[MLS] A full slate of eight Saturday games provides MLS fans with plenty of action, along with some subplots to keep an eye on.
TRI-TIPS. To facilitate a two-week break during the group phase of the World Cup in June, MLS is loading up the schedule with four games on Wednesday, the heaviest midweek slate of the season.
Six teams will play three games in the eight-day span of Saturday/Wednesday/May 8. Here’s a rundown on those itineraries:
New England – Dallas, Chivas USA, at Columbus*.
FC Dallas – at New England, at Houston, D.C. United.
D.C. United – New York, Kansas City, @ FC Dallas.
Los Angeles – Philadelphia, at Colorado, at Seattle*.
Chivas USA – at Chicago, at New England, Houston.
Houston – Kansas City, Dallas, at Chivas USA.
* Any team’s depth can be stretched by three games in eight days, especially since for the Revs and Galaxy that third game will be against a team that didn’t play in midweek, hence the asterisks.
Kansas City and Colorado drew the lucky straws; they play on Wednesday but not a week from Saturday.
None of these tasks can be described as leisurely, yet the Dynamo’s stretch is probably in the toughest, as it also has a game May 13 (Thursday), which just happens to be a nationally televised road contest at the defending champion, Real Salt Lake. With striker Brian Ching still hobbled, and midfielder Geoff Cameron out for the season with a PCL injury suffered last weekend, mere survival playing four games in 13 days can be deemed a success.
BERHALTER’S BACK. Stalwart defender Gregg Berhalter, who last season teamed with Rookie of the Year Omar Gonzalez to anchor one of the league’s best defenses, came back to the Galaxy lineup last weekend in a 0-0 tie with Kansas City after missing the first four games with a knee problem.
With that central pair back in place, Los Angeles posted its fourth shutout in five games, yet Donovan Ricketts had to bail out the back line with sharp saves on several occasions. The expansion Union has scored only two goals in two games since beating D.C. United, 3-2, with a Sebastian Le Toux hat trick on April 10, but any attack featuring the clever, mobile Roger Torres can cause problems. Road games against the Rapids and Sounders with just two days’ rest in between round out a very demanding week, especially for older players like Berhalter (36).
OPEN QUESTION. United got its first win of the season Wednesday by beating FC Dallas, 4-2, in the U.S. Open Cup. Some poor defending and shaky goalkeeping certainly assisted D.C. and the Open Cup is nothing like a league match, yet while a confident attack produced four goals United displayed a tenacity and commitment in all parts of the field that it had shown only sporadically in its four league losses.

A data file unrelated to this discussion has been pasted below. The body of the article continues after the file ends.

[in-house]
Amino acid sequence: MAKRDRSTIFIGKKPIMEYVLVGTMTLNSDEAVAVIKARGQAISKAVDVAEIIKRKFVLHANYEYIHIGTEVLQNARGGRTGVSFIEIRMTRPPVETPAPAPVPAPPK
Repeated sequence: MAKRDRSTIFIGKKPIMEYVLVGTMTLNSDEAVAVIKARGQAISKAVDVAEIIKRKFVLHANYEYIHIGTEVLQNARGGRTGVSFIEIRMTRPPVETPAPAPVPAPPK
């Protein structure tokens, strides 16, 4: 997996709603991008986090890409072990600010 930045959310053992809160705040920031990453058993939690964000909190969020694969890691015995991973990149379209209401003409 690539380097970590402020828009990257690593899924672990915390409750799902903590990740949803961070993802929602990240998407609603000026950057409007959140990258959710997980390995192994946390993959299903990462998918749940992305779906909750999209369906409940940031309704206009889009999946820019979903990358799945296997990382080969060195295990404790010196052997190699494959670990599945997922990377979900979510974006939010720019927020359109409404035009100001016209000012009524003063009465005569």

The Red Bulls come to RFK holding first place in the Eastern Conference and very much attuned to the doctrine being taught by new Coach Hans Backe. The United injury list is still a long one, and the absence of Bryan Namoff and Dejan Jakovic on the back line is a concern even though blazing attacker Macounba Kandji is sidelined.
Not yet known is whether the paperwork for Luciano Emilio, whose return to D.C. on a three-month contract was announced earlier this week, can be completed in time for him to play. Perhaps his impending arrival also motivated the D.C. attackers just a bit against Dallas?
RSL GETTING REAL. The defending champion is 1-3-1 after playing four of its first five on the road; it kicks off a three-game homestand Saturday with a very winnable home game against Toronto FC, and hosts the Union a week later.
TFC posted its own midweek win on Wednesday, beating rival Montreal, 2-0, in the opening game of the Nutrilite Canadian Championship. But it lost defender Ty Harden to a lacerated knee, removing one option from a back line that has conceded 10 goals, second-worst in the league.
Julian de Guzman’s lively, sharp play in the last two games – TFC also beat Seattle, 2-0, last Sunday – can pose problems for RSL if he gets the ball with time and space to exploit, and opens up lanes for Dwayne De Rosario.
FLASHBACK. The last time San Jose and Colorado met, they played a home-and-home series in mid-September just five days apart. In both of them, last-minute penalty kicks – neither a stone-cold lock, and one fairly dubious -- enabled the Quakes to tie, 1-1, and strip four points away from the Rapids.
Had Colorado won those games, those four extra points would have been enough to qualify for the playoffs, and how different the world might be today. “Not getting the points hurt, of course, but we just didn’t seem to get a break,” said captain Pablo Mastroeni. “Sometimes you need a little luck. It’s a culmination of things. Not having access to a lot of first-team players definitely played an integral part during that last stretch run.”
The Rapids are second in the Western Conference at 3-1-1, and have already won at Chivas USA and New England as they head for a road rematch with the Quakes.